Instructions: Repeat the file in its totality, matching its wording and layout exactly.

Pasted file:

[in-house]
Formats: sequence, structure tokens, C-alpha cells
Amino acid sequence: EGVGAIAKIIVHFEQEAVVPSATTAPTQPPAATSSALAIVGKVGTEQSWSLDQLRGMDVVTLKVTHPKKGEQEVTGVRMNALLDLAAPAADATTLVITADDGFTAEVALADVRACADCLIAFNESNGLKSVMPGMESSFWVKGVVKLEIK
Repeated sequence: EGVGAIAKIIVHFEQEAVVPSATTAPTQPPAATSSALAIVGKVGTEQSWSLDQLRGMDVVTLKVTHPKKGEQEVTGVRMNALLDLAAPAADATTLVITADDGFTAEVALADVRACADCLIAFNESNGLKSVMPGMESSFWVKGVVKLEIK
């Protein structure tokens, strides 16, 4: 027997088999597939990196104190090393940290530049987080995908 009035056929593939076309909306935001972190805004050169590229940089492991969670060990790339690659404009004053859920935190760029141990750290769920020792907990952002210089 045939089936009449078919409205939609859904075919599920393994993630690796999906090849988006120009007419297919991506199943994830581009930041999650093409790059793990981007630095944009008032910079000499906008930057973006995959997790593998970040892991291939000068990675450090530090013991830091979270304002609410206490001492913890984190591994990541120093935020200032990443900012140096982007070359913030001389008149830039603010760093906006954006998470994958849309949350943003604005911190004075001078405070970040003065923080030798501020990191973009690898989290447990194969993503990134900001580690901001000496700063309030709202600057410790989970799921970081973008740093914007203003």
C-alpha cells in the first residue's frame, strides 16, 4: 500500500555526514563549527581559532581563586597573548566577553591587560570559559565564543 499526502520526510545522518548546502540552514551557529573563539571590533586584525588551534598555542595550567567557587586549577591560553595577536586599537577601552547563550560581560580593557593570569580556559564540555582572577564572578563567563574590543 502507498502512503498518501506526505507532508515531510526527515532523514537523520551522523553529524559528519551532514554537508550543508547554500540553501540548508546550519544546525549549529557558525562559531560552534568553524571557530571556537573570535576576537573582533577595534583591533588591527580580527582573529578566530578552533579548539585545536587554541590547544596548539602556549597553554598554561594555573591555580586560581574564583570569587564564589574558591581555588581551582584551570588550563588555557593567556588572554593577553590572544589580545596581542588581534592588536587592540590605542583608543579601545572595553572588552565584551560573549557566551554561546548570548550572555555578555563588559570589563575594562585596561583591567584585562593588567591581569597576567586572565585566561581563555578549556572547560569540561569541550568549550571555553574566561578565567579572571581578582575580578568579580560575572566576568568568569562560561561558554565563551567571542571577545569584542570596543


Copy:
[in-house]
Formats: sequence, structure tokens, C-alpha cells
Amino acid sequence: EGVGAIAKIIVHFEQEAVVPSATTAPTQPPAATSSALAIVGKVGTEQSWSLDQLRGMDVVTLKVTHPKKGEQEVTGVRMNALLDLAAPAADATTLVITADDGFTAEVALADVRACADCLIAFNESNGLKSVMPGMESSFWVKGVVKLEIK
Repeated sequence: EGVGAIAKIIVHFEQEAVVPSATTAPTQPPAATSSALAIVGKVGTEQSWSLDQLRGMDVVTLKVTHPKKGEQEVTGVRMNALLDLAAPAADATTLVITADDGFTAEVALADVRACADCLIAFNESNGLKSVMPGMESSFWVKGVVKLEIK
């Protein structure tokens, strides 16, 4: 027997088999597939990196104190090393940290530049987080995908 009035056929593939076309909306935001972190805004050169590229940089492991969670060990790339690659404009004053859920935190760029141990750290769920020792907990952002210089 045939089936009449078919409205939609859904075919599920393994993630690796999906090849988006120009007419297919991506199943994830581009930041999650093409790059793990981007630095944009008032910079000499906008930057973006995959997790593998970040892991291939000068990675450090530090013991830091979270304002609410206490001492913890984190591994990541120093935020200032990443900012140096982007070359913030001389008149830039603010760093906006954006998470994958849309949350943003604005911190004075001078405070970040003065923080030798501020990191973009690898989290447990194969993503990134900001580690901001000496700063309030709202600057410790989970799921970081973008740093914007203003």
C-alpha cells in the first residue's frame, strides 16, 4: 500500500555526514563549527581559532581563586597573548566577553591587560570559559565564543 499526502520526510545522518548546502540552514551557529573563539571590533586584525588551534598555542595550567567557587586549577591560553595577536586599537577601552547563550560581560580593557593570569580556559564540555582572577564572578563567563574590543 502507498502512503498518501506526505507532508515531510526527515532523514537523520551522523553529524559528519551532514554537508550543508547554500540553501540548508546550519544546525549549529557558525562559531560552534568553524571557530571556537573570535576576537573582533577595534583591533588591527580580527582573529578566530578552533579548539585545536587554541590547544596548539602556549597553554598554561594555573591555580586560581574564583570569587564564589574558591581555588581551582584551570588550563588555557593567556588572554593577553590572544589580545596581542588581534592588536587592540590605542583608543579601545572595553572588552565584551560573549557566551554561546548570548550572555555578555563588559570589563575594562585596561583591567584585562593588567591581569597576567586572565585566561581563555578549556572547560569540561569541550568549550571555553574566561578565567579572571581578582575580578568579580560575572566576568568568569562560561561558554565563551567571542571577545569584542570596543